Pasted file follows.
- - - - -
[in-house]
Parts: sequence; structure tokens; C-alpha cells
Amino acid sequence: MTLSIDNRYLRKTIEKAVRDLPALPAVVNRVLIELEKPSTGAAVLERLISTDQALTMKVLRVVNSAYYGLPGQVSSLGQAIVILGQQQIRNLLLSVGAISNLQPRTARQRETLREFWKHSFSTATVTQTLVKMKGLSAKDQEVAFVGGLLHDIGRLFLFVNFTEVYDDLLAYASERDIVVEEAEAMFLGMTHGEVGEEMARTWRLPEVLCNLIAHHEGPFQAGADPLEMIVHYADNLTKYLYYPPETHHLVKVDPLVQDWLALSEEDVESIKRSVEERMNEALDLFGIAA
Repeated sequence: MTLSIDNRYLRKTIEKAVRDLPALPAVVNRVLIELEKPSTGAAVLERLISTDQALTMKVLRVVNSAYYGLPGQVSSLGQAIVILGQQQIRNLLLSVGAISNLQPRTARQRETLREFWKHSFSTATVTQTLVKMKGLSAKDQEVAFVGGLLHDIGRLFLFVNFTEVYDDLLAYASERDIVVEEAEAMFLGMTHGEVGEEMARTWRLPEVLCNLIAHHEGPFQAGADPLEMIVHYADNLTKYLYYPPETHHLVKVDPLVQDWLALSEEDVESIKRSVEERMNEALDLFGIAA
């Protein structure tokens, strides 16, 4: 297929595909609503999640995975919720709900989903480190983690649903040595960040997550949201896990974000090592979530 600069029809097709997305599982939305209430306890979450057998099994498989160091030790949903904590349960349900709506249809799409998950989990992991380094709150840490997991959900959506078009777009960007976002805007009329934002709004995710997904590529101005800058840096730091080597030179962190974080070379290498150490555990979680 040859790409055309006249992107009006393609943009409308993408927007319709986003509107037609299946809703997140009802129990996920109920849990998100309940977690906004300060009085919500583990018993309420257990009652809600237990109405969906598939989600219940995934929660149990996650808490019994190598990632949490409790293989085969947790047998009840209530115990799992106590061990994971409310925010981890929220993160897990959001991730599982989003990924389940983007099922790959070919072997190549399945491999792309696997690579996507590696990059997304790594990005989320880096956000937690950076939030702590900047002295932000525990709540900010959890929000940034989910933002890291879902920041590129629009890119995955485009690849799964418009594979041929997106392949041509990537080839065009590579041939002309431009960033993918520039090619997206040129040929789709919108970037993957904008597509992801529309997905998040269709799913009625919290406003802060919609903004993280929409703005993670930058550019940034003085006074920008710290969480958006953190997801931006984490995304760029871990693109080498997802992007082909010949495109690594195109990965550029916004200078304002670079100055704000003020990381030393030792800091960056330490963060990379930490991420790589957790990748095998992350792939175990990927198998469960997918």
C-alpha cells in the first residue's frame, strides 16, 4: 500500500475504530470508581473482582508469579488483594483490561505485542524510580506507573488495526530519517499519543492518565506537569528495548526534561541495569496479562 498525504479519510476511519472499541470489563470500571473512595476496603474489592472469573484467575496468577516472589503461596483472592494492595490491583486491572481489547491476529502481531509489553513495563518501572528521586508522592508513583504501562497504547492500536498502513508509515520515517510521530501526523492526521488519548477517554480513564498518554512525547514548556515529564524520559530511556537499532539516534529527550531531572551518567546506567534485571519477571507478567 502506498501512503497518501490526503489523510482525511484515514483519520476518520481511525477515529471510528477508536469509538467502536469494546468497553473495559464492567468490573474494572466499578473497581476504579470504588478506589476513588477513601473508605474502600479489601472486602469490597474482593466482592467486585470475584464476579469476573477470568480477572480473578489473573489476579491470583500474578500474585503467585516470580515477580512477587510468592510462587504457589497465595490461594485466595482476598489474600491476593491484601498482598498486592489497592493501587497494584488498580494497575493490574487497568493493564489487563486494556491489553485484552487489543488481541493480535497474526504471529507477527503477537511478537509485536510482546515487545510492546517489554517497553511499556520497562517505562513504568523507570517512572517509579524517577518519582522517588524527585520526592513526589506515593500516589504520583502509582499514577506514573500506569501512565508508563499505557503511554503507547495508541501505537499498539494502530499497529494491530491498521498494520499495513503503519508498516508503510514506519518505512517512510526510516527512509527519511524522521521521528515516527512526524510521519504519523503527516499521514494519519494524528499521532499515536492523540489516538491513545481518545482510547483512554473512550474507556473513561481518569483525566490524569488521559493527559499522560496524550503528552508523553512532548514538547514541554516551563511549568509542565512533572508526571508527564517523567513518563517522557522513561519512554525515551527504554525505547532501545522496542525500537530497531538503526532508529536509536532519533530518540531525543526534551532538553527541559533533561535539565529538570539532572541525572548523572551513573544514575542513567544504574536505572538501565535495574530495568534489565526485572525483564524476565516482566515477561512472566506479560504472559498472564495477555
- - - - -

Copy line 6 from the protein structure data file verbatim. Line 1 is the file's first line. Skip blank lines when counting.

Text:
C-alpha cells in the first residue's frame, strides 16, 4: 500500500475504530470508581473482582508469579488483594483490561505485542524510580506507573488495526530519517499519543492518565506537569528495548526534561541495569496479562 498525504479519510476511519472499541470489563470500571473512595476496603474489592472469573484467575496468577516472589503461596483472592494492595490491583486491572481489547491476529502481531509489553513495563518501572528521586508522592508513583504501562497504547492500536498502513508509515520515517510521530501526523492526521488519548477517554480513564498518554512525547514548556515529564524520559530511556537499532539516534529527550531531572551518567546506567534485571519477571507478567 502506498501512503497518501490526503489523510482525511484515514483519520476518520481511525477515529471510528477508536469509538467502536469494546468497553473495559464492567468490573474494572466499578473497581476504579470504588478506589476513588477513601473508605474502600479489601472486602469490597474482593466482592467486585470475584464476579469476573477470568480477572480473578489473573489476579491470583500474578500474585503467585516470580515477580512477587510468592510462587504457589497465595490461594485466595482476598489474600491476593491484601498482598498486592489497592493501587497494584488498580494497575493490574487497568493493564489487563486494556491489553485484552487489543488481541493480535497474526504471529507477527503477537511478537509485536510482546515487545510492546517489554517497553511499556520497562517505562513504568523507570517512572517509579524517577518519582522517588524527585520526592513526589506515593500516589504520583502509582499514577506514573500506569501512565508508563499505557503511554503507547495508541501505537499498539494502530499497529494491530491498521498494520499495513503503519508498516508503510514506519518505512517512510526510516527512509527519511524522521521521528515516527512526524510521519504519523503527516499521514494519519494524528499521532499515536492523540489516538491513545481518545482510547483512554473512550474507556473513561481518569483525566490524569488521559493527559499522560496524550503528552508523553512532548514538547514541554516551563511549568509542565512533572508526571508527564517523567513518563517522557522513561519512554525515551527504554525505547532501545522496542525500537530497531538503526532508529536509536532519533530518540531525543526534551532538553527541559533533561535539565529538570539532572541525572548523572551513573544514575542513567544504574536505572538501565535495574530495568534489565526485572525483564524476565516482566515477561512472566506479560504472559498472564495477555